BOTTOM LINE: Delivers The Unique Entertainment All Over Again
Rating: 3 /5
Skin N Swear: Lots Of Vulgarity Throughout, Visually
|Platform: Amazon||Genre: Comedy|
What Is the Story About?
Borat Sagdiyev (Sacha Baron Cohen) is once again sent to the US (after 14 years), by the premier of Kazakhstan. He has to bribe the American regime for the benefit of Kazakhstan. What happens when he returns to the US amidst coronavirus and what is the ‘bribe’ he brings is the overall plot of the movie.
Sacha Baron Cohen reprises his cult act of Borat once again in the film that is named after the character. He is as unique and impactful as ever, and it is exciting to see the actor play it again after a long gap of more than a decade. As Sacha Baron Cohen is himself the creator of the character and knows it inside out, he is able to maintain the freshness in his act. It is the same deadpan expression, but he comes out with unpredictable stuff despite one already knowing what to expect.
Jason Woliner directs Borat Subsequent Moviefilm. As can be understood at the start itself, the story is plain and simple. But, it is the so apparent in-your-face outrageousness that grabs the attention. However, it is only a starting point, and we get a lot more to chew on in the narrative.
The story makes the second coming of Borat a lot political than what it was in the first attempt. The politics have been part of Borat even in the first attempt, but it took a backseat, and the focus was more on ‘cultural’ aspect and the differences the US has with the rest of the world. Here too, it is the same with a new character instead of his friend, but the ‘politics’ have a more significant attack here.
At the front and centre here are father and daughter track. It is via this strange relationship that the politics of geography (the US in this case) are explored. Borat treats his daughter like an animal and makes her live in a cage. How Tutar, via her interactions with various women, discover the reality is, for the most part, the mainstay of the movie. There is also a twist at the end, which is hilarious. We won’t like to reveal it here, though.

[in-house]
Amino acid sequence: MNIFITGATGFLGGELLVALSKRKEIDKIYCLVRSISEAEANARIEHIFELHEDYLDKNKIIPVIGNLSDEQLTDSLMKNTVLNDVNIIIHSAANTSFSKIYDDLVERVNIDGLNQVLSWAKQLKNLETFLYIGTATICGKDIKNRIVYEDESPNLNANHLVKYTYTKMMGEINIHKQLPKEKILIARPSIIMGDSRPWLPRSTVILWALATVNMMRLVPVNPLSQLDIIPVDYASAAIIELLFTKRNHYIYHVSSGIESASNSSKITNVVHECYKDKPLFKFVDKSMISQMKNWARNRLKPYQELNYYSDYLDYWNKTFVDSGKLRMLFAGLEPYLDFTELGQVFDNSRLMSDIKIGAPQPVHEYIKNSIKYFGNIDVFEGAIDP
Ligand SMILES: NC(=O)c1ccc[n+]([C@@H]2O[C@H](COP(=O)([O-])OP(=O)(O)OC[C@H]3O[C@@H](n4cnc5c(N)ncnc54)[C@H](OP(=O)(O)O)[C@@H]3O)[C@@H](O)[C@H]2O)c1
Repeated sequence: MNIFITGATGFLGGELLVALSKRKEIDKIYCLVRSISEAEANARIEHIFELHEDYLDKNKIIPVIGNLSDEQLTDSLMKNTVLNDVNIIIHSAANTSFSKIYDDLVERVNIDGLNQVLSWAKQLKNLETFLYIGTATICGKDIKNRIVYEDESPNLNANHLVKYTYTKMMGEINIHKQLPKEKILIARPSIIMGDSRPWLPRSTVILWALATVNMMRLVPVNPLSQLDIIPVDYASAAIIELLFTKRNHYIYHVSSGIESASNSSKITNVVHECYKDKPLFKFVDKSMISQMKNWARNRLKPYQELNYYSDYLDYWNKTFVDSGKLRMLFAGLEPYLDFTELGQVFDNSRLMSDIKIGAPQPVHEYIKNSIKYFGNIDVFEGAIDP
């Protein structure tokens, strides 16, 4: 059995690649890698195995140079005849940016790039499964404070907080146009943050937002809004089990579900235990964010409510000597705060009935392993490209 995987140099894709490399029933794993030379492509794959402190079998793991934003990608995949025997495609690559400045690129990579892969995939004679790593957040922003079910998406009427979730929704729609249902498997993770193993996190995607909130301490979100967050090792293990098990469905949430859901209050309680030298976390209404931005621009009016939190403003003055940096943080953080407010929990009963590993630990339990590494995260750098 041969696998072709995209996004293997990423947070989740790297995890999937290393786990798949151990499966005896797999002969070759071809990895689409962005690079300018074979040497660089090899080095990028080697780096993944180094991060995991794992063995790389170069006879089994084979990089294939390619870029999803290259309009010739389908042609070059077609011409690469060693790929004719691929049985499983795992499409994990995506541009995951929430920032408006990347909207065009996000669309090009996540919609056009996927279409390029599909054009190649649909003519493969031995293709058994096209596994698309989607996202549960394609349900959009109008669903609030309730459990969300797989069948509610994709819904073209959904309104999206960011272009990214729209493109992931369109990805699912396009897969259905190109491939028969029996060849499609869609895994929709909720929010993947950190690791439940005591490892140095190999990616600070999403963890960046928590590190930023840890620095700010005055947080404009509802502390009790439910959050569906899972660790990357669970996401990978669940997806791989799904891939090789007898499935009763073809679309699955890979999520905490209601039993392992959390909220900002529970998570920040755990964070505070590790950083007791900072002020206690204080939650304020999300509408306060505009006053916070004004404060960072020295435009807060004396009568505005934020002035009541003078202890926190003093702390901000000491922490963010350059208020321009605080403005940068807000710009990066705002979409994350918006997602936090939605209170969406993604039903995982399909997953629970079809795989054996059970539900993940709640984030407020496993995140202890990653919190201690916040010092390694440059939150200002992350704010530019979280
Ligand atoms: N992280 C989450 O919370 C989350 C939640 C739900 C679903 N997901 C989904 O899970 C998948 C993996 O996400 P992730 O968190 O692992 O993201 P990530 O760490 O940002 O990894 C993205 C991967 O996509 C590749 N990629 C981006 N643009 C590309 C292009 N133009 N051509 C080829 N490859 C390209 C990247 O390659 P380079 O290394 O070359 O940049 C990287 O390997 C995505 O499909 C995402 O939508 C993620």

There are continuous digs at Trump and people in his administration in the process with some live prank shoots. They are brazen and shamelessly done. While they are there, the narrative is also filled with a lot of contemporary and (old) touchy topics like feminism, coronavirus, holocaust, racism etc. and so on.
The narrative comprises of many outrageously written and set gags one after the other. The lead characters and their interaction is what causes them, whereas the others are caught with dumbfound reaction. Most, if not all, work out and keep one engaged if the humour is not an issue.
The whole thing is not as sharp as the first one mostly because, at times, one can sense the propaganda-esque nature of the proceedings. It is the team’s right, which is fine, but it could have an impact for a viewer depending on his or her personal standing. Overall, Borat Subsequent Moviefilm is more of the same we saw in the first Borat film. The punches land and the whole thing engages and also makes one think internally. The question here is whether one likes that sort of comedy or not. It is vulgar from start to the end.
Maria Bakalova is the only other notable character in the movie. She plays the daughter of Borat. Maria Bakalova has done well together with Sacha Baron Cohen. They develop a sense of warmth and genuine affection by the time the story comes to an end. Apart from them, none have a proper role to talk about.
Music and Other Departments?
The music by Erran Baron Cohen is mostly understated. It is when we look at the background score. The song’s usage is fine and well done wherein sometimes it enhances the appeal. The overall tone is that of a mockumentary, but it is more streamlined compared to the first Borat outing. The writing is essentially where Borat movies scores and it is no different here.
Entertainment (Not Suitable To Everyone)
Father – Daughter Track
Various Topics Picked
Repetition At Times
Did I Enjoy It?
Will You Recommend It?
‘Borat 2’ Review by Binged Bureau